Following a piece I recently wrote for Third Way magazine, and a connected talk at Greenbelt, I wanted, over the course of a few posts, to set out some of the ideas around piracy that are percolating through the new book.
We begin with a paradox: why do we encourage our children’s fascination with such violent and morally disturbing characters? My son (he is now 5) has been invited to countless pirate-related parties. He has never been invited to a children’s party with an aggravated robbery, GBH or pillage theme. Amazon lists countless pirate-related books, duvet covers and other regalia. I can find nothing on thievery for children.
So what is it about piracy that makes children’s pulses race, and corporations’ blood boil? Certainly, they are getting everywhere. The Pirate Party of Sweden have a seat in the European Parliament. Pirates are threatening to take down the whole of Hollywood, as well as the safe passage of nice cheap goods and oil through the Gulf of Aden around the Somali coast.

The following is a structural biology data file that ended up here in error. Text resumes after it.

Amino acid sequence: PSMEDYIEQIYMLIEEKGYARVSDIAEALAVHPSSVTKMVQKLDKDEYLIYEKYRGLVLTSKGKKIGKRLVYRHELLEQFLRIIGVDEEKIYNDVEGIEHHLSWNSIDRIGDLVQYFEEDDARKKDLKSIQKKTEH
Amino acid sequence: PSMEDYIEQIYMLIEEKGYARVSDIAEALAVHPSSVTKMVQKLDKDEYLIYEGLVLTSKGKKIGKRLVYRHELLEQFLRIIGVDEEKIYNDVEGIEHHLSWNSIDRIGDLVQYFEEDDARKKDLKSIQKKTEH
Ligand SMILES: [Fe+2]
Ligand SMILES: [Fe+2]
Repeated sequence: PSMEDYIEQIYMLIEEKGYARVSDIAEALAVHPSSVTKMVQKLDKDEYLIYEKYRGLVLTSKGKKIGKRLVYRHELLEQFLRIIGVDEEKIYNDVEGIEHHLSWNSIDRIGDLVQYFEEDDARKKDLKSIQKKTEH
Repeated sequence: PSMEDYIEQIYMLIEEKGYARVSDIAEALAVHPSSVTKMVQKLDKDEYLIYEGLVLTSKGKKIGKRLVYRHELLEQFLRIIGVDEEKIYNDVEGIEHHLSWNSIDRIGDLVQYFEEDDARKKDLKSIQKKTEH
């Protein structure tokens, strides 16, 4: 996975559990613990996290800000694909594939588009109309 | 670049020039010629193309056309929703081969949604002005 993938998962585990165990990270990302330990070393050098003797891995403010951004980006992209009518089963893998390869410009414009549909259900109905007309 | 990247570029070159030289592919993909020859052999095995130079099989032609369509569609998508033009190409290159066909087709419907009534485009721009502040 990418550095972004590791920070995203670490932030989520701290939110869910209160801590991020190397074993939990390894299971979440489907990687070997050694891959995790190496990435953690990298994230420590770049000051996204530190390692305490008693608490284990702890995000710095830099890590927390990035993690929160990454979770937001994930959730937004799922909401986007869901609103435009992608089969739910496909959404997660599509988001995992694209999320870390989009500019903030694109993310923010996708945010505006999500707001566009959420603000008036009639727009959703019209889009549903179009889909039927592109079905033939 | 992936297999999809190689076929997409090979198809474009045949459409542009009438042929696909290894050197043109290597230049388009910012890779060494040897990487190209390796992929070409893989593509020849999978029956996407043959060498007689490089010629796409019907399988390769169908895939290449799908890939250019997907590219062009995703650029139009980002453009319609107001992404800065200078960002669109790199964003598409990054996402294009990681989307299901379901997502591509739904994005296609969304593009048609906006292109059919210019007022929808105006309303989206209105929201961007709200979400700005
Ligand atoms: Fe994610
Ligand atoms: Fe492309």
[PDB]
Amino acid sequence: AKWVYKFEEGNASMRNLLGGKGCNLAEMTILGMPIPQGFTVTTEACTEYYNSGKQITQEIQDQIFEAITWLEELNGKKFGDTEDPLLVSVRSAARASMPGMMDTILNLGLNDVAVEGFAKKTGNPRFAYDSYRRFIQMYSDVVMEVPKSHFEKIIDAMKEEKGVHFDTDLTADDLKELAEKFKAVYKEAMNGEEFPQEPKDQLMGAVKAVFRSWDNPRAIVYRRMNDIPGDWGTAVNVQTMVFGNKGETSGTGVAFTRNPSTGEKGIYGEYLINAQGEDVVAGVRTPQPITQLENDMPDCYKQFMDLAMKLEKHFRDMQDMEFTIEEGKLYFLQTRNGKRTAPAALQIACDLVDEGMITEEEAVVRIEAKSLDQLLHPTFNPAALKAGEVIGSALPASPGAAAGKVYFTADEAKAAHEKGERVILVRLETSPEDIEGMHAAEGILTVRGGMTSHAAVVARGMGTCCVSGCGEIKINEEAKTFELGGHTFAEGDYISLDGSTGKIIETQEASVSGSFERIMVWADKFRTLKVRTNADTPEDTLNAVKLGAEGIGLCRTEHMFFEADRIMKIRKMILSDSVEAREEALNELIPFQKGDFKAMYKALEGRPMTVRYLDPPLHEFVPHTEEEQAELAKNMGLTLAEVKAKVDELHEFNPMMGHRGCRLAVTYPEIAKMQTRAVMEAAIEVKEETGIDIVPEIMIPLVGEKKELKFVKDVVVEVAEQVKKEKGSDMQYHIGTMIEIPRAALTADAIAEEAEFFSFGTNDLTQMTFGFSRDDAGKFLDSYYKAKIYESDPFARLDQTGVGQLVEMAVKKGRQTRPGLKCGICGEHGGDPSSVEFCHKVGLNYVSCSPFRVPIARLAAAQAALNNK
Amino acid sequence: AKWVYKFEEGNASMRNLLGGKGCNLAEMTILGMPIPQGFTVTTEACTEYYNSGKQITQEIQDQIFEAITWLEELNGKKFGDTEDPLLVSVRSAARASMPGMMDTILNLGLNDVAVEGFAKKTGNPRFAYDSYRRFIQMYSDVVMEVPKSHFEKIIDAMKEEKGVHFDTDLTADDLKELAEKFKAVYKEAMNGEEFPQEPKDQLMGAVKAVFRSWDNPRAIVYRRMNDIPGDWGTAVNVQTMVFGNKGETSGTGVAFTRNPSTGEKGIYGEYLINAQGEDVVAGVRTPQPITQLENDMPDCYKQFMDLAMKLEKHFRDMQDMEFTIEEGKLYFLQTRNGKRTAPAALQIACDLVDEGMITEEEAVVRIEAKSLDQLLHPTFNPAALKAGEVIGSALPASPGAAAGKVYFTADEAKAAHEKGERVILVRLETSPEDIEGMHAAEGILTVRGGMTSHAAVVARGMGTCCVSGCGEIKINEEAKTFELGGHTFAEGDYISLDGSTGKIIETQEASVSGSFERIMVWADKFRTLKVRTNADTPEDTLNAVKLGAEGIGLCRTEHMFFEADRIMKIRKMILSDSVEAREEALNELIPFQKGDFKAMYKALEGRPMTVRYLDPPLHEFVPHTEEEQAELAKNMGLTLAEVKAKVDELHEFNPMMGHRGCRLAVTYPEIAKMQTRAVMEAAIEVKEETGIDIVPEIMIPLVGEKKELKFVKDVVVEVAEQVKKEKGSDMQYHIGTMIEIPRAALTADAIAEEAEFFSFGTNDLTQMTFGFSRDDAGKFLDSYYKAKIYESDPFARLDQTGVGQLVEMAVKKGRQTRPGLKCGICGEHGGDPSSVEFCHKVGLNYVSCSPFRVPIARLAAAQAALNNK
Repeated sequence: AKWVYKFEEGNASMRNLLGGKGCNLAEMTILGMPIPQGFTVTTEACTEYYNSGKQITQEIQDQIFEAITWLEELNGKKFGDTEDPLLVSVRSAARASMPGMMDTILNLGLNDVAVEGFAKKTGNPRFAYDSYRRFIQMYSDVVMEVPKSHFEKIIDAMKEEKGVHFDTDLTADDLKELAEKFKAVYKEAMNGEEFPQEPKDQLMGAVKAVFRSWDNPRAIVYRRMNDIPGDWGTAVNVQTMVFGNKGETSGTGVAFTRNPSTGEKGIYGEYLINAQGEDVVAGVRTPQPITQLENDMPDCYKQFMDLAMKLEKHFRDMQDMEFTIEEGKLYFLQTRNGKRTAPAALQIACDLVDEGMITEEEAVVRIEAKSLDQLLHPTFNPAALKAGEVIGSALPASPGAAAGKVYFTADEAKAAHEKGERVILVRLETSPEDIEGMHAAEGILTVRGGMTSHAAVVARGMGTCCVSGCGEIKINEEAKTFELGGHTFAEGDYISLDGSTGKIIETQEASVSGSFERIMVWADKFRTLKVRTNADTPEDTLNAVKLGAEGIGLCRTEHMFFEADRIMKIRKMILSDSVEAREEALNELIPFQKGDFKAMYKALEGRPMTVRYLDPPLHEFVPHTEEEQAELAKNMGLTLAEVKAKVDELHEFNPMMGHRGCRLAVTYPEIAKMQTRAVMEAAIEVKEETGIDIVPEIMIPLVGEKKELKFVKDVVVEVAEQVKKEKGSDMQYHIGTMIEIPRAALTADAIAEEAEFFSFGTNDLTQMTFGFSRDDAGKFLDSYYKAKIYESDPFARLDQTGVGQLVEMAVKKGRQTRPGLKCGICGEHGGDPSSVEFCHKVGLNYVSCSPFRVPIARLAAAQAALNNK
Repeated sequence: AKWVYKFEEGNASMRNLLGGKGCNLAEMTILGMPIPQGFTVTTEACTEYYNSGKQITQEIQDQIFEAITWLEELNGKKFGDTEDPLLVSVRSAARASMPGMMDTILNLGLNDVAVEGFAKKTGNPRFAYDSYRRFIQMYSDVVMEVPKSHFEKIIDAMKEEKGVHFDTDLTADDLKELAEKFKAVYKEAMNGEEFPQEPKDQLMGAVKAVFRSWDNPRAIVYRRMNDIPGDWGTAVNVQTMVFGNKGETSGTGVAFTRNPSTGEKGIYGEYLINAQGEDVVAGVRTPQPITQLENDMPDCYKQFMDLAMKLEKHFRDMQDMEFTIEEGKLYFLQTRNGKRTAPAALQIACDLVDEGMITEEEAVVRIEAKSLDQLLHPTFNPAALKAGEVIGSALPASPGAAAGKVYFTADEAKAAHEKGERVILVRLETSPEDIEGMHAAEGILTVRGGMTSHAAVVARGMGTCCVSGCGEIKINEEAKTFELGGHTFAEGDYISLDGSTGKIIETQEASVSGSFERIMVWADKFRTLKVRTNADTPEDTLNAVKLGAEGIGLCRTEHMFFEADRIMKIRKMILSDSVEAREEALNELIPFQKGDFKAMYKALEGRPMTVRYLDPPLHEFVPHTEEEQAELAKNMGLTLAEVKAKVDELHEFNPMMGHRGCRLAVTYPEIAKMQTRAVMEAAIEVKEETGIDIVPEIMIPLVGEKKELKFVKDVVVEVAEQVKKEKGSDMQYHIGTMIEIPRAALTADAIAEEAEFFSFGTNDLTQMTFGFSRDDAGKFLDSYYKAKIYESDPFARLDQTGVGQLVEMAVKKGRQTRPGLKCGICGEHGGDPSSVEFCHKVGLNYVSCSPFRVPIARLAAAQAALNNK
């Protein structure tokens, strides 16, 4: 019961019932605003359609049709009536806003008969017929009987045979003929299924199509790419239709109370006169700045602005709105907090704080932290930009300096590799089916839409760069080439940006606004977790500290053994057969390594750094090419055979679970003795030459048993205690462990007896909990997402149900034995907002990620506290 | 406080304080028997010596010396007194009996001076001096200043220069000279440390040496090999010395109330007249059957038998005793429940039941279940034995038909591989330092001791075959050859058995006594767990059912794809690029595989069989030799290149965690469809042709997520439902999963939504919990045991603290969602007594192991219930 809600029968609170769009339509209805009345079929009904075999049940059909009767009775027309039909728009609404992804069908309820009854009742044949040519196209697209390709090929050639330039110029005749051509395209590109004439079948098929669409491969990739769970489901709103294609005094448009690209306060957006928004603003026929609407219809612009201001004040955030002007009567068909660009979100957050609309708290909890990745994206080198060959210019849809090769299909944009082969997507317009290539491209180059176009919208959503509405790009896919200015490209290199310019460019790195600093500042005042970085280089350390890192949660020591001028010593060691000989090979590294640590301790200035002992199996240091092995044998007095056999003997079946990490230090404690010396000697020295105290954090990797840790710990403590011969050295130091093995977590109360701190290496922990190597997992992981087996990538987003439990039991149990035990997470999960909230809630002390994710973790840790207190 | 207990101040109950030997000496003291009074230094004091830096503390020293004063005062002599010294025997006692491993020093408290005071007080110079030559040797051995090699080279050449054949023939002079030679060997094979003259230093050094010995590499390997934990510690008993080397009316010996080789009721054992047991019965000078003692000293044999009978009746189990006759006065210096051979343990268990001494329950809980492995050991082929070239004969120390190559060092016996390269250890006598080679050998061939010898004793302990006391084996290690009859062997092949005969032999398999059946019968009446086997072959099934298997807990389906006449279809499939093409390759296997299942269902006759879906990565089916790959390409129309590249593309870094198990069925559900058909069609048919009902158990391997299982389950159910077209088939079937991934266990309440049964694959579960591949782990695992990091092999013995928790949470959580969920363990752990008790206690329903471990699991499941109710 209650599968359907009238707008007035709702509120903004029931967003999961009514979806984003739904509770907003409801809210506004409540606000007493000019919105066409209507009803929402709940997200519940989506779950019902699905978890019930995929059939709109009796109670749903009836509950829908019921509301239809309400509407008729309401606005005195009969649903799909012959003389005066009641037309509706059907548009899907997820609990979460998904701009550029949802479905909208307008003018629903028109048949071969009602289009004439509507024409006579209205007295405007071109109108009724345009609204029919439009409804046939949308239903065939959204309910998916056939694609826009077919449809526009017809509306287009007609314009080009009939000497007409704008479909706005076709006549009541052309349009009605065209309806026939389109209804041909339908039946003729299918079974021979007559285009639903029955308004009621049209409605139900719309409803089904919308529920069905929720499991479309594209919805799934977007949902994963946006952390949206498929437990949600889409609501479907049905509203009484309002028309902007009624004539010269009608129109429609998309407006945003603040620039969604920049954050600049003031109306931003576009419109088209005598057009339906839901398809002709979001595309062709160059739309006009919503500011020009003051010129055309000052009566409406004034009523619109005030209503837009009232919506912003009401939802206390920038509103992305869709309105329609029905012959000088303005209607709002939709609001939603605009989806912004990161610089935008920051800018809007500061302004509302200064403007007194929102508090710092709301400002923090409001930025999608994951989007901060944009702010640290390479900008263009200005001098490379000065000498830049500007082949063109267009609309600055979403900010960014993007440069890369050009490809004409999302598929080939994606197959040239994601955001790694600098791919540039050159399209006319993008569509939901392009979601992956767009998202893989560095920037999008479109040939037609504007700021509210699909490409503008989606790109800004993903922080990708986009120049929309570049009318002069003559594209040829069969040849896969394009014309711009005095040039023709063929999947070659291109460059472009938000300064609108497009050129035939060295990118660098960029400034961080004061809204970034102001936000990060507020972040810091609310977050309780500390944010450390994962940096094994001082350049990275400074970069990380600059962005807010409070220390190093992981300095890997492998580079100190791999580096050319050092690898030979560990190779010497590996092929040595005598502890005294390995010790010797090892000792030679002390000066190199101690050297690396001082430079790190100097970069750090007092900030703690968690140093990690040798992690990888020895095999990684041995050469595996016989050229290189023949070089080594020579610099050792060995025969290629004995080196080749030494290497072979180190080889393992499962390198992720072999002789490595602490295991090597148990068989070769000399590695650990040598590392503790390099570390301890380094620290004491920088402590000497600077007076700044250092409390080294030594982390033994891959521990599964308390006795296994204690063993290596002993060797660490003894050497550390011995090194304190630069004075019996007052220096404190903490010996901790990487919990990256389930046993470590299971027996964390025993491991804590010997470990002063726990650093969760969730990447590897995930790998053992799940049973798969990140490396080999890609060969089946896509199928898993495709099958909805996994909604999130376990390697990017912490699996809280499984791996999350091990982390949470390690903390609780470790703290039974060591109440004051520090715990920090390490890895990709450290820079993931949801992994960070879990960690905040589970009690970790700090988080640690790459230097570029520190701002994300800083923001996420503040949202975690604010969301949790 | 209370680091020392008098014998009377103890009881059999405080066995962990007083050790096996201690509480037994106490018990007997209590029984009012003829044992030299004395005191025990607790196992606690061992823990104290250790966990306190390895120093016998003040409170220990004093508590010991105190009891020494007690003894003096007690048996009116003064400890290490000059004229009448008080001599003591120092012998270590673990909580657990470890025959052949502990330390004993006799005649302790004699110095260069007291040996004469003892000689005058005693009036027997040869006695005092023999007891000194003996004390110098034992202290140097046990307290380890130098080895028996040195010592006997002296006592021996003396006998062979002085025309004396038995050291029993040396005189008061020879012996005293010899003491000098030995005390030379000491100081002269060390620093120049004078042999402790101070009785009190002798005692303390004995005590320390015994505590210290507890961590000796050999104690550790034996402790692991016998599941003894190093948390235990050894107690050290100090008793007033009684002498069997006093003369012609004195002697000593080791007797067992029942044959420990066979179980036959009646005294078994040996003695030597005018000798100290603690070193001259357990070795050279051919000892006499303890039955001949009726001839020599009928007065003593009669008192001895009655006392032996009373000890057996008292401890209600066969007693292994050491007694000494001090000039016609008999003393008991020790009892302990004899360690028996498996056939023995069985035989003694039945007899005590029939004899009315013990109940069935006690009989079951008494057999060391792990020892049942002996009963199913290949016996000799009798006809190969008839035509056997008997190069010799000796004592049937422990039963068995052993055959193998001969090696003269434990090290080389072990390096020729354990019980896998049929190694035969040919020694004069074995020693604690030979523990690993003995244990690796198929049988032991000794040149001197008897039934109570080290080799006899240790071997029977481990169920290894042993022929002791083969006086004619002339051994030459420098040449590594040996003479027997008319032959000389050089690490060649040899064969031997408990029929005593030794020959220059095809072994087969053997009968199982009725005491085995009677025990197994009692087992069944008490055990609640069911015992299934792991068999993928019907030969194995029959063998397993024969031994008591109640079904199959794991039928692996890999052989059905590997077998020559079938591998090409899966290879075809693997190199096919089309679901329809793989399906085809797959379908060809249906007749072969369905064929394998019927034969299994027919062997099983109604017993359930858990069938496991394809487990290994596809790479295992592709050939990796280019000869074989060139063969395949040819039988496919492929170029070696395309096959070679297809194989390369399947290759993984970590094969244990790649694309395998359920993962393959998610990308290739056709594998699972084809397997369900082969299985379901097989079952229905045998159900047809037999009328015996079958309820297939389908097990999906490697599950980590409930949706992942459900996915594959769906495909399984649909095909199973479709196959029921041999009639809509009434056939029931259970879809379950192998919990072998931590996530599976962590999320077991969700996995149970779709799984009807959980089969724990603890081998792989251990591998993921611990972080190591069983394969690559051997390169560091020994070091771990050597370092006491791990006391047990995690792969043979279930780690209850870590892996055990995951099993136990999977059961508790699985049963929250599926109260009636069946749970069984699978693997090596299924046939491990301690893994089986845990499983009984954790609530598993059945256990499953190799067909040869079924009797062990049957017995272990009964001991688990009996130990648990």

But none of this is new. People have been fascinated by these sea-faring thieves for hundreds of years. In 1724 one Captain Johnson – whose actual identity is still something of a mystery – wrote the fabulously titled book A General History of the Robberies and Murders of the most notorious Pyrates. Sold in a small bookshop in the shadow of St Paul’s Cathedral, it was an instant hit. So why, when St Paul himself had urged the faithful to think on the good, the pure and the lovely, were good Christians of London ignoring the divine contemplations on offer in the very same shop, and opting for graphic descriptions of murder, plunder and rebellion – as well as two revealing plates of women pirates? And what could all of this mean for our own faith?
We’ll get onto that in the next post.
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